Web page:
CSNA Annual Dinner: Paul Cooke outlines SBP story
The annual Convenience Store and Newsagents' Association dinner took place earlier this month at Clontarf Castle, and featured Paul Cooke of the Sunday Business Post as its guest speaker.
22 June 2016 | 0
At the CSNA’s recent annual dinner in the luxurious surroundings of Clontarf Castle in north county Dublin, Paul Cooke, managing director of the Sunday Business Post, was the guest speaker.
In his speech, Cooke talked about his journey from chartered accountant to part-owner of one of Ireland’s most prestigious newspapers, via his role as one of the founding executives of The Star. He is certainly well-placed in the industry to identify its evolving strengths and weaknesses, and indeed cited his belief that the success of The Star was because of its dedication to premium content, daily.
On the topic of his involvement in the consortium that “rescued” the Sunday Business Post, Cooke talked about how he and his colleagues identified reasons why it was worth getting involved:
- The paper had for a long time been an iconic and respected Irish brand
- It represented an oppotunity to reduce costs and improve revenues
- The newspaper represented a paid-for digital product, and was a dual purpose product, as opposed to other publications that are either print or digital first.
Cooke also explained how the SBP also acted as a sales agent for TG4, and also ran conferences and events, making it more than just a publishing company.
Since the new consortium took over, Cooke revealed, the company had made significant financial progress. The 18 months to June 2013, saw losses of €1.8m, which had been subsequently turned into an €80,000 profit for the year to June 2015.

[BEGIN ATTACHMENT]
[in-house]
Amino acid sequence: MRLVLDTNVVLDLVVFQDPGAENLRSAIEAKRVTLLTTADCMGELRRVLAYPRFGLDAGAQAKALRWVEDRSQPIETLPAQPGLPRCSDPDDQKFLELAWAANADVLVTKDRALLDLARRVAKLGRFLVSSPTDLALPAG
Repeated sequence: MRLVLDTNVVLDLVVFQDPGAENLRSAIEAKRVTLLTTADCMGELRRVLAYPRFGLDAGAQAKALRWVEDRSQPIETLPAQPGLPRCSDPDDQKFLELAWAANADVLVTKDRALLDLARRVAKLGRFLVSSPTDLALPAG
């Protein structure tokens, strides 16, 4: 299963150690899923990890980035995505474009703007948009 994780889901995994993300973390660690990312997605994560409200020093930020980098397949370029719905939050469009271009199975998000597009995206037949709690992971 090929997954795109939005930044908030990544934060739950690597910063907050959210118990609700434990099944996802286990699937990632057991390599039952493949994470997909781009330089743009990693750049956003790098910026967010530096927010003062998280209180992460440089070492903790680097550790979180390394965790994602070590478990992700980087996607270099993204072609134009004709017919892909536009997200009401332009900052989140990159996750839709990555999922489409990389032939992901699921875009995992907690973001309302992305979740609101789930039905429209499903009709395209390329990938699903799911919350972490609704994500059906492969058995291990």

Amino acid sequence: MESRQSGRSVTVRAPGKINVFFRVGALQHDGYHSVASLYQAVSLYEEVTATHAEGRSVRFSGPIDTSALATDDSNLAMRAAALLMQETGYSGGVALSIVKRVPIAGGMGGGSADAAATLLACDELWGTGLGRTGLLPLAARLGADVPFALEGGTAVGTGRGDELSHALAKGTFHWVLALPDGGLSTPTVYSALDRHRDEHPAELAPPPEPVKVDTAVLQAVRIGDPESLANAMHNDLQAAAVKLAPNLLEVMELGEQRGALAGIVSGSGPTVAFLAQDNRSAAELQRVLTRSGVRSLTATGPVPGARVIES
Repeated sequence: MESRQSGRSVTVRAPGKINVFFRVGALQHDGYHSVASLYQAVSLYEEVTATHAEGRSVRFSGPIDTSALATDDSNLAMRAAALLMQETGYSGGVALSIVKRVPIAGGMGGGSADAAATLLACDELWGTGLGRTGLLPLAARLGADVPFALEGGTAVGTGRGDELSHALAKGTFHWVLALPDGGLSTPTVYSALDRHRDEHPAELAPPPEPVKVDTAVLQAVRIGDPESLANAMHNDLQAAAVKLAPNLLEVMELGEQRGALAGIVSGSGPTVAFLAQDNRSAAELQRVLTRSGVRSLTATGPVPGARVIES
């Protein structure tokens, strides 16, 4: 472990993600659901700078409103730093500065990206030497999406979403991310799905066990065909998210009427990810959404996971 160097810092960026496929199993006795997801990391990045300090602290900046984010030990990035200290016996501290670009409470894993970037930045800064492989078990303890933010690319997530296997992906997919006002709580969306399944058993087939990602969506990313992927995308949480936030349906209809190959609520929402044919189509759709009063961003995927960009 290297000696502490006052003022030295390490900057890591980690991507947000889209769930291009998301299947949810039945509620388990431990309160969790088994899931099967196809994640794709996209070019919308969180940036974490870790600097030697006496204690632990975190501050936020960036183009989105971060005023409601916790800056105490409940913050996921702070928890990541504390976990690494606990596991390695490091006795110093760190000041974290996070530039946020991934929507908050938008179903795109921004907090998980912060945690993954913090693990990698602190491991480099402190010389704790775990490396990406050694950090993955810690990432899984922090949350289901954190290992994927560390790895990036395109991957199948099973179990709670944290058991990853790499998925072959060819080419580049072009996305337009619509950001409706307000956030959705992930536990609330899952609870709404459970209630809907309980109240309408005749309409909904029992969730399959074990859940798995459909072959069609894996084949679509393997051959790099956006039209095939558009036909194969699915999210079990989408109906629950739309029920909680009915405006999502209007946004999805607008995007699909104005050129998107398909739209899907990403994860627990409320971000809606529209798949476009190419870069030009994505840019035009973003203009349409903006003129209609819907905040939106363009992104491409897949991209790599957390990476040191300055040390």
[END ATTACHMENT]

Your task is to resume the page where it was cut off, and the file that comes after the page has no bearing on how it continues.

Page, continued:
This financial progress was also bolstered with the newspaper being named Ireland’s Media Brand of the Year 2016 back in April, the first national newspaper to achieve this accolade.
On the editorial side, Paul Cooke told the CSNA members, investment in quality content and the journalists who create it had been key to attracting new readers to the Sunday Business Post. In particular, Cooke singled out the appointment of Ian Kehoe as editor and the recruitment of Tom Lyons and Ian Guider as senior business journalists.
Cooke also credited commercial director Siobhán Lenihan for the significant growth in commercial revenues over the past three years.
Print is dead?
It is a commonly held view within media in Ireland and around the world that “Print is dead”. In his speech to the CSNA, however, Paul Cooke refuted this view. He told the audience that with 450,000 newspapers sold every day in Ireland – rising to 600,000 on Sunday – the industry is in good health. Readers retain a close relationship with their title of choice, making a conscious decision to purchase it each day.
He also revealed that the Post had recently poached two journalists from popular online news site The Journal, suggesting that even among those in digital media, print is still seen as a viable outlet.
In closing, Paul Cook highlighted some issues that he had with the newspaper trade, which he believed could have a positive effect on sale. All paid-for newspapers should be displayed more prominently, he said, due to high margins in the industry. Also, free-sheet newspapers should not be stocked in stores, as they do not provide any margin and have the potential to damage sales of paid-for titles.